Distracted, we sought for the divine over here or up there, or, more recently, inside us. But here it was all around us too, waiting for our recognition.

Maybe I would stop and take in more. Maybe even love it some.

Meanwhile. I gestured and he stepped aboard the dinghy. No sign of the boys in black. Maybe they’d gone back to their basement.

“How did you get into this gig?” he asked conversationally. Hustlers love to talk.

“Aphrodite showed up one day, said she had a rich friend. And she was sweet.”

“I’ll bet.”

“Not that sweet.”

“Time will tell.” He winked again.

“Who am I to her? A mere mortal. A ferryman.”

“Maybe there’s a god in you.”

“I hope not.”

“Ah, but I know your real name—”

“And I know yours, old trickster.”

“Your name is—”

“Leave it. Even the seagulls are wired these days. Call me Cain, call me Ishmael, but not—that.”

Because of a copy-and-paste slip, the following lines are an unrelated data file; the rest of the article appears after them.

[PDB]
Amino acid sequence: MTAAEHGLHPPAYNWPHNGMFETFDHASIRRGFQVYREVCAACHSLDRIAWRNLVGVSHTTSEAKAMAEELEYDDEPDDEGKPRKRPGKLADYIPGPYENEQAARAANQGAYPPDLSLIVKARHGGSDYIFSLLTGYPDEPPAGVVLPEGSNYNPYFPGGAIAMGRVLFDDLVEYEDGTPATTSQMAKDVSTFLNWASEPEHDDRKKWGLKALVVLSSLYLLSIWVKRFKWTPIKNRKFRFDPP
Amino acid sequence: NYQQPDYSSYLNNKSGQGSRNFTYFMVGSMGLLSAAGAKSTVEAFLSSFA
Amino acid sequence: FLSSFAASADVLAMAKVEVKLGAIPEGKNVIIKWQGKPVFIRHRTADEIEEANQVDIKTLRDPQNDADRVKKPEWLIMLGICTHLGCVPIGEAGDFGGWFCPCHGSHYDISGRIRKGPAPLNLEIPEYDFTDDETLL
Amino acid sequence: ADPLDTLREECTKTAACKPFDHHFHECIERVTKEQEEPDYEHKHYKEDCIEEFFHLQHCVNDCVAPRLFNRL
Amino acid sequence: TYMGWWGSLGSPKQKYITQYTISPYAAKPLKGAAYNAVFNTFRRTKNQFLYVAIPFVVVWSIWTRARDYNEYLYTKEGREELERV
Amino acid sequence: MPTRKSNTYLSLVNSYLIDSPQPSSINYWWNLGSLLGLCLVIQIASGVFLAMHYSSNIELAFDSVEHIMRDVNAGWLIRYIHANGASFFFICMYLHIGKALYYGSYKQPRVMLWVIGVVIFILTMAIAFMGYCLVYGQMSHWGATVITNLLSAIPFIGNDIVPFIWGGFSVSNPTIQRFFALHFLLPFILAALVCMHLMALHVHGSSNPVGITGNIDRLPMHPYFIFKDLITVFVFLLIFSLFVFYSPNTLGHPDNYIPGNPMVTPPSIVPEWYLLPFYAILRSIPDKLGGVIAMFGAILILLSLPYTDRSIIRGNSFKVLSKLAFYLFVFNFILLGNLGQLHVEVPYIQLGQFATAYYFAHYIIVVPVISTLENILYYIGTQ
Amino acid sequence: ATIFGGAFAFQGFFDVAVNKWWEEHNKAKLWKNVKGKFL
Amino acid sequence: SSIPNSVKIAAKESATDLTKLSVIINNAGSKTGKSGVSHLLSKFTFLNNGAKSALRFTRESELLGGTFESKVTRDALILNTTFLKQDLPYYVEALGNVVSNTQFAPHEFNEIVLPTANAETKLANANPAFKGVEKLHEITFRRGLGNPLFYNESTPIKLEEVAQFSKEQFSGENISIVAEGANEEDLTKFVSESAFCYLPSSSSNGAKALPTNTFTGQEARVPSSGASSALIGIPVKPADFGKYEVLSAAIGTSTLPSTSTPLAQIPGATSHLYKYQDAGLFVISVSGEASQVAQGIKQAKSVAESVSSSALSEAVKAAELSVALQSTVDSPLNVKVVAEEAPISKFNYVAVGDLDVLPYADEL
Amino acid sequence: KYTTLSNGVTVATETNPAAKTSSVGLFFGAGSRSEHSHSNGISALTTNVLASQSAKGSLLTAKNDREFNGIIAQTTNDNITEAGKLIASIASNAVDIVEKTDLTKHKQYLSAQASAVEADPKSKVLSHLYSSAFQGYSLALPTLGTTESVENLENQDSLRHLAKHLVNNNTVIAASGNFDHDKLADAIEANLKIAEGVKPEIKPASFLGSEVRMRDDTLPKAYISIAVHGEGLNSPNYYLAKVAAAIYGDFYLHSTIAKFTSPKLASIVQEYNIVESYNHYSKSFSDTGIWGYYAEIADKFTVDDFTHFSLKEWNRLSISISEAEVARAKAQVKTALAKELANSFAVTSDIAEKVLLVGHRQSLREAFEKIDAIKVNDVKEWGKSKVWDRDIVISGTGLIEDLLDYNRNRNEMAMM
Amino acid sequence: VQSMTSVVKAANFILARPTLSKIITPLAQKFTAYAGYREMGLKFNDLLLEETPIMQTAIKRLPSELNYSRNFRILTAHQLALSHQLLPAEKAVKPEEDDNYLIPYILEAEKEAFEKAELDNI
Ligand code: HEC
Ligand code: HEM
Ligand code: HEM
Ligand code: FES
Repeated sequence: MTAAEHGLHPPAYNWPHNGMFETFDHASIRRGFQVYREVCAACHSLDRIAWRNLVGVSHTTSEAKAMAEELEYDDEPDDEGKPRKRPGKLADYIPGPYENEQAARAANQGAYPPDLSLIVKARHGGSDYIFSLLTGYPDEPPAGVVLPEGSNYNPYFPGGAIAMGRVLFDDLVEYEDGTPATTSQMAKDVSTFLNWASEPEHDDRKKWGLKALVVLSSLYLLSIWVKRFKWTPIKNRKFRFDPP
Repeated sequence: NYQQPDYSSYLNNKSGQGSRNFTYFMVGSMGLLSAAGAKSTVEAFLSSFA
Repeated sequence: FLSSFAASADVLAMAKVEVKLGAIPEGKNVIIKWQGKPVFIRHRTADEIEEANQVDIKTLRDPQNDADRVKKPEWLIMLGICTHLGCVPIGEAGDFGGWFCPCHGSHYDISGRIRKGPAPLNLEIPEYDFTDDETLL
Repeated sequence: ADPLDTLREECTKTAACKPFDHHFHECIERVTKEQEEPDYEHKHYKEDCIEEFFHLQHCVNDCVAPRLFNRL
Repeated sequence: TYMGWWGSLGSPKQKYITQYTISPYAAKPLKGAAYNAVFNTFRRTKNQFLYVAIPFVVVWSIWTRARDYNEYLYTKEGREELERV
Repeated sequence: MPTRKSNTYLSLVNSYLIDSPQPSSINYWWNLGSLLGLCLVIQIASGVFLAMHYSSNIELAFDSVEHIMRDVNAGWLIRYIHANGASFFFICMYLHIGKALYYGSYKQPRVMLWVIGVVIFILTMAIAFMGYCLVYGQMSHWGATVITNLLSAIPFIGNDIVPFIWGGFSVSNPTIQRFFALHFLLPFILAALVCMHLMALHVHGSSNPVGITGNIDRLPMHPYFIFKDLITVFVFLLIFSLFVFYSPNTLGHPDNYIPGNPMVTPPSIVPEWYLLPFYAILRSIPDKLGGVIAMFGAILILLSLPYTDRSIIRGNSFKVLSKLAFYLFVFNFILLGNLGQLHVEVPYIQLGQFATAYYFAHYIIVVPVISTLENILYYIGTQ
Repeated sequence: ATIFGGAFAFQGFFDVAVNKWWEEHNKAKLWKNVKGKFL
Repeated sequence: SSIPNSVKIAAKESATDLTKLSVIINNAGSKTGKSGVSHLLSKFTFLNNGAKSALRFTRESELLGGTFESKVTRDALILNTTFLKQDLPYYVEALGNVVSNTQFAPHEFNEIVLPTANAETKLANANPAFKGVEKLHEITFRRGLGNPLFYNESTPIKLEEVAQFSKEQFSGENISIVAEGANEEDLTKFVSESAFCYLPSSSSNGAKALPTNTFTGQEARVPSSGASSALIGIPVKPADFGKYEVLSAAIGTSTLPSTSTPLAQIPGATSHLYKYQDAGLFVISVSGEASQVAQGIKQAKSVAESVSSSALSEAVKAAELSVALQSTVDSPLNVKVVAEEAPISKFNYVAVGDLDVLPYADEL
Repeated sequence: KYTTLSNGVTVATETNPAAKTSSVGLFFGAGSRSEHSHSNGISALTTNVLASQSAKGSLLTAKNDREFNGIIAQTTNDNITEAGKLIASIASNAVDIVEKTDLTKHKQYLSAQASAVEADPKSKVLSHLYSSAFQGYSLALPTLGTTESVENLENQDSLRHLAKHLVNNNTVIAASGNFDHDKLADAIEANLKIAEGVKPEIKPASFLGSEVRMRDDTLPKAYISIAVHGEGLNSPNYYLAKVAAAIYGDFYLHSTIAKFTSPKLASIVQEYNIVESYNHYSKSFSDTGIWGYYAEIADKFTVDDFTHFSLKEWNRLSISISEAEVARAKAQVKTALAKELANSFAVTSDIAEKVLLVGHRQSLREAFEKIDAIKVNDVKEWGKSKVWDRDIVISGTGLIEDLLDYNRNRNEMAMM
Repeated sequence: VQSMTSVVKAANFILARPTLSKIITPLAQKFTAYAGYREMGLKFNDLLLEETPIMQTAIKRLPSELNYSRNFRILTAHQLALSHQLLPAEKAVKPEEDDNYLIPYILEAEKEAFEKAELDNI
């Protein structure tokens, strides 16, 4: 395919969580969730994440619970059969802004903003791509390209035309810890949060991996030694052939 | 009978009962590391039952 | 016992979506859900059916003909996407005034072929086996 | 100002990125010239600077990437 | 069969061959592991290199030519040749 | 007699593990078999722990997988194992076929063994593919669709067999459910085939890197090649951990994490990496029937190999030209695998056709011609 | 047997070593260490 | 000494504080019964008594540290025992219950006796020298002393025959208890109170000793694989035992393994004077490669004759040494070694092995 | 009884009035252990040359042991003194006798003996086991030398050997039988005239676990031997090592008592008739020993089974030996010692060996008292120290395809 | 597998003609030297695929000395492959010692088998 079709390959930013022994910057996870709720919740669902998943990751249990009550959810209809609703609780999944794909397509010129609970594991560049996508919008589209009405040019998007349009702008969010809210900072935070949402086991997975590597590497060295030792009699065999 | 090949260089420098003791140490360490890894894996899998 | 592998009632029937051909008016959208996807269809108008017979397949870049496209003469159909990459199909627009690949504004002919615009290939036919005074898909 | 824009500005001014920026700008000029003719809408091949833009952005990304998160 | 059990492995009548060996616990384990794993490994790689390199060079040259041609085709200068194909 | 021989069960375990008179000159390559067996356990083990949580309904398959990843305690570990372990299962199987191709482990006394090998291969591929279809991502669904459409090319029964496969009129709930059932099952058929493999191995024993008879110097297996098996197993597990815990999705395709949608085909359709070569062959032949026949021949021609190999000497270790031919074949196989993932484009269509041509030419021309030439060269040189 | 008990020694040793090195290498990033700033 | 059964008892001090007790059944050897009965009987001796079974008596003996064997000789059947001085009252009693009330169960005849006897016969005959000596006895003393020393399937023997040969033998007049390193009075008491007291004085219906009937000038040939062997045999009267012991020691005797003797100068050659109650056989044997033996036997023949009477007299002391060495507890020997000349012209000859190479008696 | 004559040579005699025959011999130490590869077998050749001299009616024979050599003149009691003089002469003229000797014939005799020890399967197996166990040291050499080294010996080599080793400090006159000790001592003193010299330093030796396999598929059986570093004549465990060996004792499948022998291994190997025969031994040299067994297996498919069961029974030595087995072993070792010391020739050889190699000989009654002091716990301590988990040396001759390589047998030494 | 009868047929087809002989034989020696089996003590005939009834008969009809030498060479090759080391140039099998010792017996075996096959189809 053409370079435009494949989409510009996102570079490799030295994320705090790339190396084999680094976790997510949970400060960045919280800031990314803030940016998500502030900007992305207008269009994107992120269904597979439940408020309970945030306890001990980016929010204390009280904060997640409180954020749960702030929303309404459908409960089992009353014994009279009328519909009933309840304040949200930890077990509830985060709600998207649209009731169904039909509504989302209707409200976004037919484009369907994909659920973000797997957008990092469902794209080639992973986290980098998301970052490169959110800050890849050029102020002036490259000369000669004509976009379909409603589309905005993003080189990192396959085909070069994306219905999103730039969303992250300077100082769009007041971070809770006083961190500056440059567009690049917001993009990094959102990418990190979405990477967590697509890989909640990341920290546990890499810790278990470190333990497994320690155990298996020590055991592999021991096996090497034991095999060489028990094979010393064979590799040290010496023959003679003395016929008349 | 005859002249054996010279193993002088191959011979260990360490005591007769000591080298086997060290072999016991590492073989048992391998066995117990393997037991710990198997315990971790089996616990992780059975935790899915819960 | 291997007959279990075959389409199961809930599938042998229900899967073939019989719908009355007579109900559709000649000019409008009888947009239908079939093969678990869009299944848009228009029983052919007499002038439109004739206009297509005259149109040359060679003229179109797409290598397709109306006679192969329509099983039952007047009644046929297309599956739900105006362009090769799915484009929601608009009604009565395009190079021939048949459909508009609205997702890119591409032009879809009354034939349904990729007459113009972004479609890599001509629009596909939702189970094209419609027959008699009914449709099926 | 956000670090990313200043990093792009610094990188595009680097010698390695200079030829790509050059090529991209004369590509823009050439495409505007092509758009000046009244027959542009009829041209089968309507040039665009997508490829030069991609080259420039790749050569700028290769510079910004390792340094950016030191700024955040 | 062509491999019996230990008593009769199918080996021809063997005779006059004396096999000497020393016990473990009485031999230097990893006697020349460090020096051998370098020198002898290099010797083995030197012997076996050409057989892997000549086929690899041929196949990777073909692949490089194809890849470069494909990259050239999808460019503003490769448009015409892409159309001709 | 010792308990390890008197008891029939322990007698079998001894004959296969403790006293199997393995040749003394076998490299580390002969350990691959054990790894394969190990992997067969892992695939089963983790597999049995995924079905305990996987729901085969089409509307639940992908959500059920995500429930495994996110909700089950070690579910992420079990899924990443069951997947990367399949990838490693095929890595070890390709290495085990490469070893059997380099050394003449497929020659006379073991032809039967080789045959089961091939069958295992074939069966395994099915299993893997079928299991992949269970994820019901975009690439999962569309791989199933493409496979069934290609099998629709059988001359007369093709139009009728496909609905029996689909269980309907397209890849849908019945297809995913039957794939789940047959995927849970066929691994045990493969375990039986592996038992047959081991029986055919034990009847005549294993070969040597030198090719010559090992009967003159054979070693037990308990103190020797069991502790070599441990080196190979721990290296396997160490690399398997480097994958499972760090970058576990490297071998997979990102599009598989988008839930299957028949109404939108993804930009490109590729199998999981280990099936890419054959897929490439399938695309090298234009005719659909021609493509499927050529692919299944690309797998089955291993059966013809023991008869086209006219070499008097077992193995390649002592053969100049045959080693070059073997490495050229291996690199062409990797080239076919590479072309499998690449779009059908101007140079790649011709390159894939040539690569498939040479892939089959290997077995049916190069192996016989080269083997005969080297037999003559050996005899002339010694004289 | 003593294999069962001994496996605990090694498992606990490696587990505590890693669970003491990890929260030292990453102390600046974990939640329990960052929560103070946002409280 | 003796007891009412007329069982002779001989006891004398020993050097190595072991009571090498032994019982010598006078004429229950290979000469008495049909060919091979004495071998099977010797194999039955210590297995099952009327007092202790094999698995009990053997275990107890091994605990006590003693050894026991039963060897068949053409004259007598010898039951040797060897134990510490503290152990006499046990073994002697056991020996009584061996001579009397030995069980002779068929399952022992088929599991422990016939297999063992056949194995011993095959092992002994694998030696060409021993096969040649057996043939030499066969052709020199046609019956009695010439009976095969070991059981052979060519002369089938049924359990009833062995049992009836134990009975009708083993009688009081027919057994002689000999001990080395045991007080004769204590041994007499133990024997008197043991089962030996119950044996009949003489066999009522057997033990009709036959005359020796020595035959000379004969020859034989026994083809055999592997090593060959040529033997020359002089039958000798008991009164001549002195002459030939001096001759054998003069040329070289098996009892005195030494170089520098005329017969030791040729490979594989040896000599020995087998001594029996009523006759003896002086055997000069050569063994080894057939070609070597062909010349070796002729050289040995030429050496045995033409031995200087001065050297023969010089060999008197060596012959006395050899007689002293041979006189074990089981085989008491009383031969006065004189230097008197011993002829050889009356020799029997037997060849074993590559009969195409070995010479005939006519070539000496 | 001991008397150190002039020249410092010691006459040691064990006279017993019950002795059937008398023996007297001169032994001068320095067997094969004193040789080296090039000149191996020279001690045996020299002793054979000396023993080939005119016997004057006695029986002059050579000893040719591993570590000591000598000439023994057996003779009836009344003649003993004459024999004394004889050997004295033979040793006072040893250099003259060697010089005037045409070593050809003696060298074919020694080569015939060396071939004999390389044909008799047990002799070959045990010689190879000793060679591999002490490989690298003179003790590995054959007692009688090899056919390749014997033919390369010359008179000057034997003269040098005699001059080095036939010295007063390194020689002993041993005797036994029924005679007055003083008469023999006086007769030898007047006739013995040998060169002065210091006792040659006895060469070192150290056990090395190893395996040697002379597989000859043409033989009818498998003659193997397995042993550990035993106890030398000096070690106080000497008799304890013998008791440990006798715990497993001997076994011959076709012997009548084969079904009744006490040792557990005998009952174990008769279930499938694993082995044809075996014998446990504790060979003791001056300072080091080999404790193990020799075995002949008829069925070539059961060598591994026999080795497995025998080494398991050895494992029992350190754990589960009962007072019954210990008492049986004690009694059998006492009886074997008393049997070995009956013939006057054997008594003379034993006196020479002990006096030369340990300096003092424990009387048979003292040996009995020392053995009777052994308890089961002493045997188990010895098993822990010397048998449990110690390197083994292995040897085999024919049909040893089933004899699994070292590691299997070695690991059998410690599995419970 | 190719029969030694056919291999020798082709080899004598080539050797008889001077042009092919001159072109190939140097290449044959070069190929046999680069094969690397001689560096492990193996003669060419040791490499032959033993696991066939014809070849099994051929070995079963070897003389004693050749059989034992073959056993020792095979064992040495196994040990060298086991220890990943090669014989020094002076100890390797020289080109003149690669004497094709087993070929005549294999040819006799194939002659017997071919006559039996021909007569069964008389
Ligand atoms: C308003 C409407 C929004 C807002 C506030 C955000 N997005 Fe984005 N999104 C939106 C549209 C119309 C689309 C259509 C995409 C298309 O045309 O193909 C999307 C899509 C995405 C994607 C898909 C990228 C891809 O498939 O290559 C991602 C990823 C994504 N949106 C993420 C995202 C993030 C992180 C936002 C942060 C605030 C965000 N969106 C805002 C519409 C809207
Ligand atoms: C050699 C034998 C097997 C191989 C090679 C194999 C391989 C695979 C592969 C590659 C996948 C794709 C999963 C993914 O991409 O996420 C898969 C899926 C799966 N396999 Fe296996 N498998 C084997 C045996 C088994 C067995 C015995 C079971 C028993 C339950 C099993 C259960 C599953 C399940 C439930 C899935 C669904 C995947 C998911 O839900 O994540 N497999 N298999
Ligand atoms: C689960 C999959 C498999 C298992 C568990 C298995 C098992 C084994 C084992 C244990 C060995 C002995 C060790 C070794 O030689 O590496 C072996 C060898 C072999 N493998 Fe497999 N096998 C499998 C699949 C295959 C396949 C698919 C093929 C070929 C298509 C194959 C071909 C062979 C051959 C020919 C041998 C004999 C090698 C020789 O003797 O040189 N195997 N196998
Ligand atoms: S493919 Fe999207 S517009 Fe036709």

He nodded as I took a firm grip on the side of the boat and walked it out into the sea, preparing to propel it forth.

“Time to go,” I said. “Stand by to paddle.”

“Your speech exhibits enviable concision,” he remarked as he shifted himself into position. “I bet you could sum up your philosophy of life in one sentence.”

“Move around, read a lot, brush your teeth, and don’t kill people.” I held the dinghy through a small swell.

He laughed. “Admirably stated. I especially like the mobility part.”

“I’m not sure I like you, though.”

“Your bank account likes me. I’m your benefactor.”

The money that just appeared every week. “I guess I should thank you.”

 “You are thanking me.”

“Bon voyage.” I pushed hard, glad to be free of all the talk even though I had asked for some of it. Too early in the morning. The dinghy bobbed outward.

“You’re more than you think you are!” he called out as he paddled. “What do you really want?” A lingering arm of mist hid the boat as it floated away.

I shrugged and waded ashore, looking around for the thermos. What a gorgeous sunrise, though.



See also “West of Eden”.